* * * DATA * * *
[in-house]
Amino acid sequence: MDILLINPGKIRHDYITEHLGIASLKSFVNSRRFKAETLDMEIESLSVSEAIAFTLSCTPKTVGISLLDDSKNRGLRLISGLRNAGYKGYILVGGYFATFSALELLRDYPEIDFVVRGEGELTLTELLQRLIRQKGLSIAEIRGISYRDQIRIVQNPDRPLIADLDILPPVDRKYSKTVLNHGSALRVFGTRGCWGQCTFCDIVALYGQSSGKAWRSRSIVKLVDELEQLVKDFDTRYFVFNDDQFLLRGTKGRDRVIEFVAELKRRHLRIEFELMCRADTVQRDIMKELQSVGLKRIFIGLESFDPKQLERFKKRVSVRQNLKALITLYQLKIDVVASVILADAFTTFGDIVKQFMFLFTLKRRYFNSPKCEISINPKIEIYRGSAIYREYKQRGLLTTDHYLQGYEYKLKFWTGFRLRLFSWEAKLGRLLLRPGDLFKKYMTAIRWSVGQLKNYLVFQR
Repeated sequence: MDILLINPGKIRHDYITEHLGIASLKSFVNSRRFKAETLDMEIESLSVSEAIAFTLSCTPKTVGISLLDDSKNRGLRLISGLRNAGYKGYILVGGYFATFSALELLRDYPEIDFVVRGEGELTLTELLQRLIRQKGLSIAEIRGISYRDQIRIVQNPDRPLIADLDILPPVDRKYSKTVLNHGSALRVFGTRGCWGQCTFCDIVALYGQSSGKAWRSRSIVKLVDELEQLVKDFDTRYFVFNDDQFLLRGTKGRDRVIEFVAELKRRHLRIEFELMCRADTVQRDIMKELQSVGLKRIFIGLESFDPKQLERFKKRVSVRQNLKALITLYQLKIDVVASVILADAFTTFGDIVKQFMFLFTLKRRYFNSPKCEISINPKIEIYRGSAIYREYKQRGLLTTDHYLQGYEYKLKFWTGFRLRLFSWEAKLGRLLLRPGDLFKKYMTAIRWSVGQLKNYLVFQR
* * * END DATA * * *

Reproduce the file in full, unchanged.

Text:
[in-house]
Amino acid sequence: MDILLINPGKIRHDYITEHLGIASLKSFVNSRRFKAETLDMEIESLSVSEAIAFTLSCTPKTVGISLLDDSKNRGLRLISGLRNAGYKGYILVGGYFATFSALELLRDYPEIDFVVRGEGELTLTELLQRLIRQKGLSIAEIRGISYRDQIRIVQNPDRPLIADLDILPPVDRKYSKTVLNHGSALRVFGTRGCWGQCTFCDIVALYGQSSGKAWRSRSIVKLVDELEQLVKDFDTRYFVFNDDQFLLRGTKGRDRVIEFVAELKRRHLRIEFELMCRADTVQRDIMKELQSVGLKRIFIGLESFDPKQLERFKKRVSVRQNLKALITLYQLKIDVVASVILADAFTTFGDIVKQFMFLFTLKRRYFNSPKCEISINPKIEIYRGSAIYREYKQRGLLTTDHYLQGYEYKLKFWTGFRLRLFSWEAKLGRLLLRPGDLFKKYMTAIRWSVGQLKNYLVFQR
Repeated sequence: MDILLINPGKIRHDYITEHLGIASLKSFVNSRRFKAETLDMEIESLSVSEAIAFTLSCTPKTVGISLLDDSKNRGLRLISGLRNAGYKGYILVGGYFATFSALELLRDYPEIDFVVRGEGELTLTELLQRLIRQKGLSIAEIRGISYRDQIRIVQNPDRPLIADLDILPPVDRKYSKTVLNHGSALRVFGTRGCWGQCTFCDIVALYGQSSGKAWRSRSIVKLVDELEQLVKDFDTRYFVFNDDQFLLRGTKGRDRVIEFVAELKRRHLRIEFELMCRADTVQRDIMKELQSVGLKRIFIGLESFDPKQLERFKKRVSVRQNLKALITLYQLKIDVVASVILADAFTTFGDIVKQFMFLFTLKRRYFNSPKCEISINPKIEIYRGSAIYREYKQRGLLTTDHYLQGYEYKLKFWTGFRLRLFSWEAKLGRLLLRPGDLFKKYMTAIRWSVGQLKNYLVFQR